A Melbourne newspaper reviewed My Name is Lucy Barton by Elizabeth Strout yesterday and said wonderful things about the story. Exquisite. Masterful. Etc. I expect the reviewer is better qualified to write a review or critique than me, but I didn’t like the story or style at all. I loved Olive Kitteridge by this author, so I am feeling doubly disappointed.
The narrator, Lucy Barton, is in hospital recovering from a major operation or illness, (I forget which) and is laying around reflecting on her life when her mother shows up to sit with her.
Lucy has not seen or been in contact with anyone in her family in years. Her family lived in poverty when she was a child, partly because her father was traumatised during the war. Growing up, Lucy felt different to her peers, always dirty, hungry, and with no knowledge of popular culture, as her family did not own a television. They lived in the garage of her uncle, (or great uncle, again, I forget which) until he died and they moved into his house.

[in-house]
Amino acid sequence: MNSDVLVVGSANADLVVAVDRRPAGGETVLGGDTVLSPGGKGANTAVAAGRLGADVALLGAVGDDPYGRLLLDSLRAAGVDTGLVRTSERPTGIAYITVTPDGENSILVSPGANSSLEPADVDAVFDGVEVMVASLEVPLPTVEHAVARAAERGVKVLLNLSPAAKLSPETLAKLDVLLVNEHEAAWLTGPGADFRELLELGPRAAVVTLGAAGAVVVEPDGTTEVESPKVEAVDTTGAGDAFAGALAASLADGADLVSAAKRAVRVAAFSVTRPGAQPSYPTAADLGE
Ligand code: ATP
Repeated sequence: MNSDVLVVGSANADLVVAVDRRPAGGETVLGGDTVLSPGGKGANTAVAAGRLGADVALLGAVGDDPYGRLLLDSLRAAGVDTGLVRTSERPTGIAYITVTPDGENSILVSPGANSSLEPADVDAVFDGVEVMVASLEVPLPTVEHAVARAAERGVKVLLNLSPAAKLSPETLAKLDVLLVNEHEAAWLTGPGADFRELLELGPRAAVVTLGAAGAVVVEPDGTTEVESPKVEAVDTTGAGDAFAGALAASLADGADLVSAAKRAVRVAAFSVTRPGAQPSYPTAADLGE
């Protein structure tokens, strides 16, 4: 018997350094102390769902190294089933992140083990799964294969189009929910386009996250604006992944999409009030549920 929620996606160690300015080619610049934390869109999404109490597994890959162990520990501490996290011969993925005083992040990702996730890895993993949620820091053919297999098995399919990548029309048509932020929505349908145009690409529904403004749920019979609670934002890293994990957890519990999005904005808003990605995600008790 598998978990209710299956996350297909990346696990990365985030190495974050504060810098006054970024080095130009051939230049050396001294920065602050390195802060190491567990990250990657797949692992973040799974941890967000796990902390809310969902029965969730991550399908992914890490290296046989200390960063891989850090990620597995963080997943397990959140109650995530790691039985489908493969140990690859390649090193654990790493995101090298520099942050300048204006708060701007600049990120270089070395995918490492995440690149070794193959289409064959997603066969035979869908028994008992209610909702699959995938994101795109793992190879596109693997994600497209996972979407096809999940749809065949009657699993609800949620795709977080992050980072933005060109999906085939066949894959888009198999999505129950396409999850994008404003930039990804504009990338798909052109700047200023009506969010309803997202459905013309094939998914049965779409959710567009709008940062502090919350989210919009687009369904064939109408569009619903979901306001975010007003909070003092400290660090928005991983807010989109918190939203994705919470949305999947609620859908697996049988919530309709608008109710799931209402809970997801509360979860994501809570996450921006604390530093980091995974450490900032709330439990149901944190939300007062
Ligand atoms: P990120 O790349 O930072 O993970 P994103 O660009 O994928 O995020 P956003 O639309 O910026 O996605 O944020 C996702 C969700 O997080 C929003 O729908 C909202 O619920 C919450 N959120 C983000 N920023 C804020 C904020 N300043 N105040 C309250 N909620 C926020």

The visit gives Lucy and her mother the opportunity to talk and reconnect, however they never manage to talk about anything more important than what happened to a neighbour who left her husband for another man.
At the time of her operation, Lucy is married with two young daughters. She doesn’t work outside of the home but knows herself to be a writer on the strength of having had two stories published in magazines. Somehow she then manages to write and have My Name is Lucy Barton published, but I didn’t believe in her character as a person or as a writer.
Lucy tells her story in sentences which are short and undescriptive. I was left hanging whenever I wanted to find out more about her past, such as the ‘snake in the truck’ episode during her childhood, which to me was a story that needed to be told in more detail. Lucy’s father shot two Germans in the back during the war, but we don’t find out any more about that either, or the nature of his trauma. These are events that shaped Lucy’s life, but despite the advice she is given to be honest in order to be a writer, the character holds back, teasing the reader with a story but never telling it.
If there is more to My Name is Lucy Barton then the message is too cryptic for me, because I didn’t get it.